A fashion statement?
Mental illness is considered to be a taboo topic of conversation by most, due to its nature of being misinterpreted or misunderstood, more often than not. There has been a phenomenal rise in the number of people suffering from mental illnesses. This has a lot to do with how society has shaped itself and how complicated it has become. In order to keep up with this dynamic environment, we have complicated ourselves- be it in terms of social conduct, philosophy or academia.
This complexity has gone beyond our conscious decision making capabilities and has taken up residence in a more deeper, subconscious corner of our psyche. As human beings, we have an innate desire to be unique – to be set apart from the rest of the pack. Resonating from this desire to be unique, we sometimes resort to self-deception. This often comes in the form of claiming that one has depression, OCD, ADHD, bipolar disorder or all of the aforementioned.
A possible link between higher intelligence, creativity and having a mental disorder has been the subject of much controversy and scrutiny in the past century. Many historical geniuses such as Beethoven, Charles Darwin and Van Gogh are believed to have had mental disorders which acted as a catalyst of their brilliant work. To some extent we all want to be pioneers of something great and it’s certainly something to strive for. However, there are people who subconsciously believe that establishing a mental illness is a step towards achieving this.
The line between a self-deceived mental illness and and an actual one is blurred, making it a very dangerous topic to speak on. What further complicates the issue is that it is encompassed in subjectivity. Human emotions can be unpredictable and inaccurate compared to the actual state. This volatility is the result of a conflict between who we think we are, or should be, and who we actually are.
As millennials, we have our flaws. One of these flaws, I feel, is that we’re trivialising the idea of having depression or other mental illnesses with how loosely we use these terms and the context in which we use them. It’s become somewhat of a trend to have a mental disorder with ‘relatable memes’ going around about depression and anxiety.
I certainly indulged myself into this culture at one point, thinking I genuinely had OCD because by nature, I’m particular about a lot of things. Also sometimes, it has nothing to do with culture. Personally, growing up under unfavourable circumstances, I often deceived myself by justifying previous and future actions through depression. It also helped to earn sympathy points from peers and that further validated my belief.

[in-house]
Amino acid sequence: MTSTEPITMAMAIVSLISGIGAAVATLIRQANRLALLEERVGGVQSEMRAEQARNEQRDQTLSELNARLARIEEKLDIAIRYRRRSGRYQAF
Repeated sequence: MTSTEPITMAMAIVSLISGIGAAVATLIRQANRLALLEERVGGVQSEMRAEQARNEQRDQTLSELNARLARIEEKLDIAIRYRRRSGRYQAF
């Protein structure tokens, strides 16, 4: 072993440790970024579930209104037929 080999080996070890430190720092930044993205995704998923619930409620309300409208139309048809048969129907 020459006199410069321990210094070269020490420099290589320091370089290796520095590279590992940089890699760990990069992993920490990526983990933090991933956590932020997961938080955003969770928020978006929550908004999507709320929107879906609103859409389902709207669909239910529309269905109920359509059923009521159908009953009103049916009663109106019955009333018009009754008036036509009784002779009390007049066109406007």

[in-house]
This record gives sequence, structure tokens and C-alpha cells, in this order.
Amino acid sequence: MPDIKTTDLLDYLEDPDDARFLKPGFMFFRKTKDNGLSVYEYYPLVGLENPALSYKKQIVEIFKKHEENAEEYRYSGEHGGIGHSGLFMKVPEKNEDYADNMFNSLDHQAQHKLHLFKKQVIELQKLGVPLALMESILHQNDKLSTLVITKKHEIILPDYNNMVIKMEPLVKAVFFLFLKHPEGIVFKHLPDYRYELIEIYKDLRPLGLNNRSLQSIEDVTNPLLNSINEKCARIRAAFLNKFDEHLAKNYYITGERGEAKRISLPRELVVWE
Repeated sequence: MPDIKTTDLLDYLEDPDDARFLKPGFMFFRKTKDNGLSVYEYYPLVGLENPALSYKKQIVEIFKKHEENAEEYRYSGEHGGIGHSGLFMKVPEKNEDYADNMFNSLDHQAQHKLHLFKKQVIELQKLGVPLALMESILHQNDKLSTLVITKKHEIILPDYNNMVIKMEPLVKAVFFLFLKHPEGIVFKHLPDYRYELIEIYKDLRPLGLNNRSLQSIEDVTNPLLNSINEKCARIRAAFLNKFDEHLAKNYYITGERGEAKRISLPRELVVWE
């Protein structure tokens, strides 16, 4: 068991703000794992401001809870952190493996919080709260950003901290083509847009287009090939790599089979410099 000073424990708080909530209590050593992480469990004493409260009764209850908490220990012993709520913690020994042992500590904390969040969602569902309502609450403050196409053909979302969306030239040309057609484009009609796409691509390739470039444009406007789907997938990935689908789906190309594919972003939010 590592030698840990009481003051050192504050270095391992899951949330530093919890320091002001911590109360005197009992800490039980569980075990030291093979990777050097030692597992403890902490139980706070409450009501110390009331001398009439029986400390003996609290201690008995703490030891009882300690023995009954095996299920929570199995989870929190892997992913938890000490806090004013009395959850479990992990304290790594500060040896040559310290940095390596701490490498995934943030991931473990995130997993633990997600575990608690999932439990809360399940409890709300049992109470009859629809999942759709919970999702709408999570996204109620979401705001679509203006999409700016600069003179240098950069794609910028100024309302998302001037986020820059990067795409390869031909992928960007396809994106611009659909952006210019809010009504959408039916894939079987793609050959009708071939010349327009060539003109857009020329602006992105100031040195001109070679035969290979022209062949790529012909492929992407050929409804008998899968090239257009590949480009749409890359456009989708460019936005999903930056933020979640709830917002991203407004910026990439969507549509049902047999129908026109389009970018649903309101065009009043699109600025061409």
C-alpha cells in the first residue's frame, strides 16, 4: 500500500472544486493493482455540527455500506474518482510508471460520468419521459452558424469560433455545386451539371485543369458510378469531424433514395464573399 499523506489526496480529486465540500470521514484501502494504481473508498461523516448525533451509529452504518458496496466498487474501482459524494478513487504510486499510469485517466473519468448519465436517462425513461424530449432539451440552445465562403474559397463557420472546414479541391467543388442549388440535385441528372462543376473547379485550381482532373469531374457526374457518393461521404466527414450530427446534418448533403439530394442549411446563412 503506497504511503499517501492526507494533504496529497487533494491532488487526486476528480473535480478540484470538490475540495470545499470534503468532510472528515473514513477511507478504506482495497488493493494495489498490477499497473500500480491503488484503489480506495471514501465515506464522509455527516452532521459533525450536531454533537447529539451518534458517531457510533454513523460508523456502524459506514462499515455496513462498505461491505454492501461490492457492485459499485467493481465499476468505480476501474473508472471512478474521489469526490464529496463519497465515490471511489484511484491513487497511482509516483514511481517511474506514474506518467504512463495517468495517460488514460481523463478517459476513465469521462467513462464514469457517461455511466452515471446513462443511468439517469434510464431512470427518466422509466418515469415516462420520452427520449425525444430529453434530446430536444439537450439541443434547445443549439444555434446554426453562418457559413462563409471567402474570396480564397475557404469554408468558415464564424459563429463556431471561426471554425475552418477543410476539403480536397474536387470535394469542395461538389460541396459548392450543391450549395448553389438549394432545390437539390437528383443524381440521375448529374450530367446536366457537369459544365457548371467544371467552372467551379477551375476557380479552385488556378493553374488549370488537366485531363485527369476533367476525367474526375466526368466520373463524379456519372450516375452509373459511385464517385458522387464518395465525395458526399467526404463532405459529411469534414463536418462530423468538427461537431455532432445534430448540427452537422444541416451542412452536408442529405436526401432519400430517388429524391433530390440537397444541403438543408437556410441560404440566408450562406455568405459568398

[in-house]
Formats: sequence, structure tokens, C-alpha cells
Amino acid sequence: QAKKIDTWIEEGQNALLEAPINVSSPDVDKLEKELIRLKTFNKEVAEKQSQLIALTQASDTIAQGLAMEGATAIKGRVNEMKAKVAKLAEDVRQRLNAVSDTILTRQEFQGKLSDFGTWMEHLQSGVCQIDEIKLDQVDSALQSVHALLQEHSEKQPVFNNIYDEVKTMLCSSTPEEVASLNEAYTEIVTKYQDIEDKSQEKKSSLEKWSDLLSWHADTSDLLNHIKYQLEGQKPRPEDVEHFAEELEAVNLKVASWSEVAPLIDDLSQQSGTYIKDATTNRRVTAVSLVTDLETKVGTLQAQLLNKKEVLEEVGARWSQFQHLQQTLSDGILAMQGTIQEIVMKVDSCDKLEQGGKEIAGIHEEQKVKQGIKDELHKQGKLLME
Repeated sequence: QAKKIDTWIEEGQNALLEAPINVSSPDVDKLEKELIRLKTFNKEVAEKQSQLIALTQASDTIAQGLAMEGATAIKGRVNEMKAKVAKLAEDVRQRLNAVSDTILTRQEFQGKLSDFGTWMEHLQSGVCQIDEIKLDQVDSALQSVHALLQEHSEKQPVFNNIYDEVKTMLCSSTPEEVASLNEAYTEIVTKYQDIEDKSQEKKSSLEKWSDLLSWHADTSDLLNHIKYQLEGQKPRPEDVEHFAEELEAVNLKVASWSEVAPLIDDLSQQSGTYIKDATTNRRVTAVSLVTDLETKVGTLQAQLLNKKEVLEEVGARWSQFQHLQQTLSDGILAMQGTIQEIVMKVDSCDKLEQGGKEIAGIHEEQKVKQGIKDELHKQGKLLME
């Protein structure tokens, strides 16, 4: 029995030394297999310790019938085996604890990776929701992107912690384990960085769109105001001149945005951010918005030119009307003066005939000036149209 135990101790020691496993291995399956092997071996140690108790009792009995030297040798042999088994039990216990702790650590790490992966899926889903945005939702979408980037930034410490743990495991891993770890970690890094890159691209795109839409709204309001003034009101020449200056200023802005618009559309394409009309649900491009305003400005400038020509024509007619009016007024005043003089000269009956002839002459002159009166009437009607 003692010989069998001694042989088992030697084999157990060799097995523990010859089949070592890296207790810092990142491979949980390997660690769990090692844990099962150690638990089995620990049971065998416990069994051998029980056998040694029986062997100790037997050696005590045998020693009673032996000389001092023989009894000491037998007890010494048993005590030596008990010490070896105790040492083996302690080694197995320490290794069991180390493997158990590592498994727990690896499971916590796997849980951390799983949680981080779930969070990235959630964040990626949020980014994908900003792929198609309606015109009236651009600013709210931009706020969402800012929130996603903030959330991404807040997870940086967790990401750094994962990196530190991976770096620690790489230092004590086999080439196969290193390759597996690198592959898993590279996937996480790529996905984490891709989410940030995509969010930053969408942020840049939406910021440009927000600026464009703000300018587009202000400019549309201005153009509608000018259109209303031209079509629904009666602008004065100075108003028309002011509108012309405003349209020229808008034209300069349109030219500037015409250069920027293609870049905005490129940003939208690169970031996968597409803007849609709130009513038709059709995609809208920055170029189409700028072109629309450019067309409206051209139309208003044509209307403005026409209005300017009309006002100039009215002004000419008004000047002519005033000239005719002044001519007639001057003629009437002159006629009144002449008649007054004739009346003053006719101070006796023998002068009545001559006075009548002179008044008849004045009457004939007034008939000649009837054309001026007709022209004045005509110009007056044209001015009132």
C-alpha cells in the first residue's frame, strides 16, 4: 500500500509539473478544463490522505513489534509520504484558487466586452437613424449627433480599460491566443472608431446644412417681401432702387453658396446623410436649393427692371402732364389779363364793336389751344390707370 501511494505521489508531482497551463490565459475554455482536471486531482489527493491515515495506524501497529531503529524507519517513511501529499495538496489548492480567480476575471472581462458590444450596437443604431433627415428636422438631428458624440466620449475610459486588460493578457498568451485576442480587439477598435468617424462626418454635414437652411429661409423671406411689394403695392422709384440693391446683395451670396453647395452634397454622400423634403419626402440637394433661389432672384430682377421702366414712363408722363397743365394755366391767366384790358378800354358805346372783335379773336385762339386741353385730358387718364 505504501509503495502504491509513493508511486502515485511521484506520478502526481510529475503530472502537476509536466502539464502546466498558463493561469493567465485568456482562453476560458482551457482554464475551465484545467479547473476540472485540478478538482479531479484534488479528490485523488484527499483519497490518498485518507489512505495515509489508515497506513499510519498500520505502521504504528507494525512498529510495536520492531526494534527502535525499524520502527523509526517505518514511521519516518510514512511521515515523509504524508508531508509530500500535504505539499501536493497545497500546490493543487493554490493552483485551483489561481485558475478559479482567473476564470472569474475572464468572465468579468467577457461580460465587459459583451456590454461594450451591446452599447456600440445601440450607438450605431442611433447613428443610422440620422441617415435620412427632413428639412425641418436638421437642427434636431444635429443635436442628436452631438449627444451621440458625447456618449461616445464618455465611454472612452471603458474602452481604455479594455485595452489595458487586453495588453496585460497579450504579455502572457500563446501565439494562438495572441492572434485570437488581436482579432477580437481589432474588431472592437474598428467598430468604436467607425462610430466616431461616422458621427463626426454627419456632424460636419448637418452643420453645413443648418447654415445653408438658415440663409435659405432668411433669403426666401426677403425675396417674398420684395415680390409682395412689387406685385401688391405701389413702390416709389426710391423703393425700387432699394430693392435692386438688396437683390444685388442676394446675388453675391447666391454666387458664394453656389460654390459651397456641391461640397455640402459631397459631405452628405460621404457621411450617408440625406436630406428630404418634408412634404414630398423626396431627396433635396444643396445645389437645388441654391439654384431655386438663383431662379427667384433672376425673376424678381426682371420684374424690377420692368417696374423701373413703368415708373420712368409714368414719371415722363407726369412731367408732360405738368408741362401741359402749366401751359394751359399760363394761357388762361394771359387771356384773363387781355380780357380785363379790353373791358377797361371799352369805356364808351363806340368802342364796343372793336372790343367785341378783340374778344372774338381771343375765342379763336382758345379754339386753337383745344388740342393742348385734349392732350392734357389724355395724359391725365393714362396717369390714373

I know of many others who used depression or other mental disorders as a scapegoat for something they could not achieve or will not achieve. Once you’ve indulged into the idea of being ‘damaged’, you’ll start acting accordingly in a subconscious manner. This is increasingly becoming a more attractive idea for many given the number of famous and influential musicians/celebrities succumbing to their depression.
Growing up listening to Chester Bennington, Chris Cornell, Amy Winehouse and others, many of us are bound to be influenced by their personalities. Because of this, we’re sometimes quick to dispense of the word depression when we label ourselves and each other. This trend doesn’t do justice to the people actually suffering from mental ailments and in my opinion there should be a collective effort from all of us to stop treating this as a fashion statement and stand against how social media has redefined mental health.
The solution for self-deception is to be in tune with yourself. When facing an internal contradiction, rather than dismissing it entirely, consciously think about why you’re doing something. An interesting indicator of self-deception is guilt. It makes itself aware in the window of a few minutes before you start convincing yourself. By expanding our field of conscious decision making, we can accurately identify the problem and not dismiss it, because our subconscious mind makes decisions which our conscious mind doesn’t.